Yet Microsoft may have to wait for Windows 8 in order to have a true tablet OS because Windows 7 simply wasn’t designed for the tablet form factor, says analyst Cherry.
“Few Windows 7 applications can be used with multi-touch, and its short battery life make it a non-starter for tablets,” Cherry says. “This may be improved by new chips from Intel, but users have decided on what key tablet attributes they want and Windows 7, in its current form on current hardware, does not hit enough of those attributes.”
The Stock Price and Wall Street Skepticism
A major facet of Steve Ballmer’s job in 2010 was to keep Wall Street happy — and that did not happen, despite Microsoft ending the fiscal year with the highest fourth quarter revenues in company history.
Microsoft’s stock price has been the nagging problem. Since Ballmer took over as CEO in 2000 Microsoft’s stock price has been dropping and drifting sideways, and there was no improvement in 2010. It is ending the year ($27.8 today) just below where it started ($30), with a dip in the middle of the year (low of $22.7 in July).
“Microsoft is still seen as a profitable franchise,” says analyst Kay. “But one that’s in decline.”
Windows Phone 7 and the Kin Debacle
Windows Phone 7 finally hit stores in early November, and although reviews of the phones have been mostly positive, Microsoft has been silent on sales numbers, and other sales results being tracked by other channels do not bode well for Microsoft.
Microsoft’s plan to start over with the Windows Phone 7 OS simply took too long, say industry analysts. Meanwhile, the smartphone market evolved rapidly, with iPhones and Android-based phones overpowering the BlackBerry for the hearts and minds of consumers and, as a result, winning more support from businesses.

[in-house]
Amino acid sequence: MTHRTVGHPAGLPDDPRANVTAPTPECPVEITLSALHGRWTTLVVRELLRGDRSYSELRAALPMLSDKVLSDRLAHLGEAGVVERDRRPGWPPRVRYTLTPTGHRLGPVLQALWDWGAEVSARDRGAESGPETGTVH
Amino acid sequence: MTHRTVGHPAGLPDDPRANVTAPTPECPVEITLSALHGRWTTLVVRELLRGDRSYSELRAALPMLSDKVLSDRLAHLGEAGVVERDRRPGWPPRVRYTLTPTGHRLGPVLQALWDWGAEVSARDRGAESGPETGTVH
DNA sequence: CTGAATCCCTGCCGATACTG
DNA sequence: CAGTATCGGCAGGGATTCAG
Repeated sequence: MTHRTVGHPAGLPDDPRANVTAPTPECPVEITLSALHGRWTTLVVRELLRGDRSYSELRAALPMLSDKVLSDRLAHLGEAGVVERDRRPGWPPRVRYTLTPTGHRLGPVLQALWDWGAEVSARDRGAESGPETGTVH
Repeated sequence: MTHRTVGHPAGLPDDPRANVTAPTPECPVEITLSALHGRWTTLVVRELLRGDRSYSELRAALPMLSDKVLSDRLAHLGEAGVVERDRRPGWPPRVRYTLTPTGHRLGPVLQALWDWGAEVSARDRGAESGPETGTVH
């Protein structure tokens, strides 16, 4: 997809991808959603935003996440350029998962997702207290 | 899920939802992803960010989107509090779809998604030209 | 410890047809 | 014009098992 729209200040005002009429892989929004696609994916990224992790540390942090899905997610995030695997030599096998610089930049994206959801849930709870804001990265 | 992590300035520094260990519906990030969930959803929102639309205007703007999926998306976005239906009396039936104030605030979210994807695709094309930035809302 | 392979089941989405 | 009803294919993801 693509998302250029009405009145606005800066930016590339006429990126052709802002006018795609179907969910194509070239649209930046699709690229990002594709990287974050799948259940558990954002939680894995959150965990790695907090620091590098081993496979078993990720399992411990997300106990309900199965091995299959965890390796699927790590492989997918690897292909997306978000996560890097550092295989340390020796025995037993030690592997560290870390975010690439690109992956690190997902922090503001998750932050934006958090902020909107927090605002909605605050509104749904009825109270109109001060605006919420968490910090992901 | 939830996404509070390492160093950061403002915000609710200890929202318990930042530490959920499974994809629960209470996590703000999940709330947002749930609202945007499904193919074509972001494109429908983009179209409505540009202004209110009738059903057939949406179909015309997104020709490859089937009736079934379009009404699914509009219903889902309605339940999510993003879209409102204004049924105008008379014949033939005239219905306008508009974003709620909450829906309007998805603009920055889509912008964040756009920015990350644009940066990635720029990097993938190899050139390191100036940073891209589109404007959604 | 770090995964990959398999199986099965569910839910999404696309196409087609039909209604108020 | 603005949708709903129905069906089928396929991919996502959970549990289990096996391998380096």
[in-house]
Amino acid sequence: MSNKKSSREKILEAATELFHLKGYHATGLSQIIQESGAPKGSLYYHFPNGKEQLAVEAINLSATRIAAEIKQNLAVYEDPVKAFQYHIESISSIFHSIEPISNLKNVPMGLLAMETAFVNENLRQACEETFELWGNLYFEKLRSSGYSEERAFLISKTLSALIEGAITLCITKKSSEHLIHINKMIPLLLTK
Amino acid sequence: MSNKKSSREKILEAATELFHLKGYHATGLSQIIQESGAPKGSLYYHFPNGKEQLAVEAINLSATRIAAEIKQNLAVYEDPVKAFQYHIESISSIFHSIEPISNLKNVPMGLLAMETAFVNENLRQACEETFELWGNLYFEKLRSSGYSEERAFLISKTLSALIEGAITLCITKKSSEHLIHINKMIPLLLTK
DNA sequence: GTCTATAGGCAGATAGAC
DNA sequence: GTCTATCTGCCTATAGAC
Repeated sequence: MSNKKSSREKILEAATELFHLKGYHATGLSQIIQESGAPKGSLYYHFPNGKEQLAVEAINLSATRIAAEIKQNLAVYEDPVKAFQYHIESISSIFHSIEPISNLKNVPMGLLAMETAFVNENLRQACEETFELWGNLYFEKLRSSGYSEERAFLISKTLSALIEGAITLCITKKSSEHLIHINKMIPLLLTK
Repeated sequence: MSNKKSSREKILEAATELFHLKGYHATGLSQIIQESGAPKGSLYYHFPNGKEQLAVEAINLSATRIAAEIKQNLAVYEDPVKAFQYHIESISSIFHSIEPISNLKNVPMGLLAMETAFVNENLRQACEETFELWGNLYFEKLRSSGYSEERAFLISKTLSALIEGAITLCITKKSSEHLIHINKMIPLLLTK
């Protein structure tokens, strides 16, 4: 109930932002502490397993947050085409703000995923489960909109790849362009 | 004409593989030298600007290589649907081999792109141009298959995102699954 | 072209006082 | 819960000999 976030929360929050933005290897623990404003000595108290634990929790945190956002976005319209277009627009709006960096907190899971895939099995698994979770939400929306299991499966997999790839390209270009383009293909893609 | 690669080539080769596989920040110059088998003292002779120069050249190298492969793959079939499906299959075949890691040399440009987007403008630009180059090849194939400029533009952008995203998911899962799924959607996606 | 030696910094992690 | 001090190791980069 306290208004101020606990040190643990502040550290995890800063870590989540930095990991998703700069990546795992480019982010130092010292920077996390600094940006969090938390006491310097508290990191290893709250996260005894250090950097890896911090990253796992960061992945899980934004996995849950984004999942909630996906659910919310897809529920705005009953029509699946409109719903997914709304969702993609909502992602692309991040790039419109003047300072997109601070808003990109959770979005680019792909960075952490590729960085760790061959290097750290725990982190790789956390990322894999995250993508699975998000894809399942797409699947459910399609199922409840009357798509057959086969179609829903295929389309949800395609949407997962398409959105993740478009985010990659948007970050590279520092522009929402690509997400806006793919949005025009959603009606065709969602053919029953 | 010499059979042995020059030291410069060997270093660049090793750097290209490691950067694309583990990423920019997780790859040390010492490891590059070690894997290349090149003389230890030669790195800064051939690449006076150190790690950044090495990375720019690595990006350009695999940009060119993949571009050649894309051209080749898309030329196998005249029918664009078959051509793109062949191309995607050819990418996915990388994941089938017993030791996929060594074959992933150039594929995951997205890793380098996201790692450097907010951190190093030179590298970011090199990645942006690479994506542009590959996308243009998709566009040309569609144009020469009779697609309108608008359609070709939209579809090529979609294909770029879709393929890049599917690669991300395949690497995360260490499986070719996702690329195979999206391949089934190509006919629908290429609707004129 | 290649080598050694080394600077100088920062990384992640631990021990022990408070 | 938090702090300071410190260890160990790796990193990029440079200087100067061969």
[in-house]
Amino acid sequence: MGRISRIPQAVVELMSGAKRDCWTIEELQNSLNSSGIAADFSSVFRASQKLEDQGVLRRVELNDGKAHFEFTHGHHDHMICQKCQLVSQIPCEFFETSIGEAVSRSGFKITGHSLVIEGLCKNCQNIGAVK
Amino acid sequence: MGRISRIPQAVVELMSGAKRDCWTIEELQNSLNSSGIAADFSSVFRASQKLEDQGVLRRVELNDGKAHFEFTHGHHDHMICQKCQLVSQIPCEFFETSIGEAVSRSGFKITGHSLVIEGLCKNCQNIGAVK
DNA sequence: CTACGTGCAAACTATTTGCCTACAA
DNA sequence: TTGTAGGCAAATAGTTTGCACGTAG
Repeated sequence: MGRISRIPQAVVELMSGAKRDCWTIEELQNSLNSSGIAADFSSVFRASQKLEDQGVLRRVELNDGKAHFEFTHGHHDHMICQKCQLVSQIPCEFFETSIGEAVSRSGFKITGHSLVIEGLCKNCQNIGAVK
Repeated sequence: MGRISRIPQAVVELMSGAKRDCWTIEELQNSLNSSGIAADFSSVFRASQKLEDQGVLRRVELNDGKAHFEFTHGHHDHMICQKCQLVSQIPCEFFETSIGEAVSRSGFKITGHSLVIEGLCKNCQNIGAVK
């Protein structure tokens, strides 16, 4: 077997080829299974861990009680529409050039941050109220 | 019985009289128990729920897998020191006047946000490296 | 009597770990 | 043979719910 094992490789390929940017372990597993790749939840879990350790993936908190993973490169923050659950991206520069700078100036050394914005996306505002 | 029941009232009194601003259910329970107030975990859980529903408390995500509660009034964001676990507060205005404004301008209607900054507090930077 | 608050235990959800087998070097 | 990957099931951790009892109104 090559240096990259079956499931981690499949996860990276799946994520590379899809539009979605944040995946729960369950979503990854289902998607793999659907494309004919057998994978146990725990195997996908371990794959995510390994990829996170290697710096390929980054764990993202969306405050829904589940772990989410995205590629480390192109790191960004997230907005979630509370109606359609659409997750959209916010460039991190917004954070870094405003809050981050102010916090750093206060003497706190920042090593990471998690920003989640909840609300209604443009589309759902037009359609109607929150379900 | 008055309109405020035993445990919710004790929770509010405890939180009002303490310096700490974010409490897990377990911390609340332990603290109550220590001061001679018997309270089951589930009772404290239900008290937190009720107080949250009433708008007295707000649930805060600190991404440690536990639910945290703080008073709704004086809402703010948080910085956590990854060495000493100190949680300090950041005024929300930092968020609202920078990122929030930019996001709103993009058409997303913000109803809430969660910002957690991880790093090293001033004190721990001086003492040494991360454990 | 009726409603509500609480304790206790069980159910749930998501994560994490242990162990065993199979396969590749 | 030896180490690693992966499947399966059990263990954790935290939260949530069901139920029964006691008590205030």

Windows Phone 7 arrived late to a very crowded party, and not many people are noticing, says Kay.
“It’s a good phone, but Microsoft has been hurt by being so late,” he says. “They don’t have the strong relationships with the carriers that Google, Apple and RIM do, and they certainly don’t have the mindshare enjoyed by iPhones and Android phones.”
It was a major misstep to treat an explosive growth market like mobile so casually, adds analyst Bajarin.
“The overall mobile market is where the real growth will be over the next three to five years, and the iPhone and Android smartphones have a huge market lead,” Bajarin says.
Additionally, the early death in July of the Microsoft-branded Kin flip-phones aimed at teenagers led to negative perceptions about Microsoft’s mobile acumen — perceptions that are still hurting Window Phone 7, says veteran tech analyst Rob Enderle.
“The Kins had massively overpriced data plans and because they were branded ‘Microsoft,’ cellphone partners that otherwise might have been more aggressive with Windows Phone 7 were scared away from the platform,” says Enderle.
“It was a massive belly flop on a large stage with everyone watching.”
Shane O’Neill covers Microsoft, Windows, Operating Systems, Productivity Apps and Online Services for CIO.com. Follow Shane on Twitter @smoneill. Follow everything from CIO.com on Twitter @CIOonline. Email Shane at email@example.com.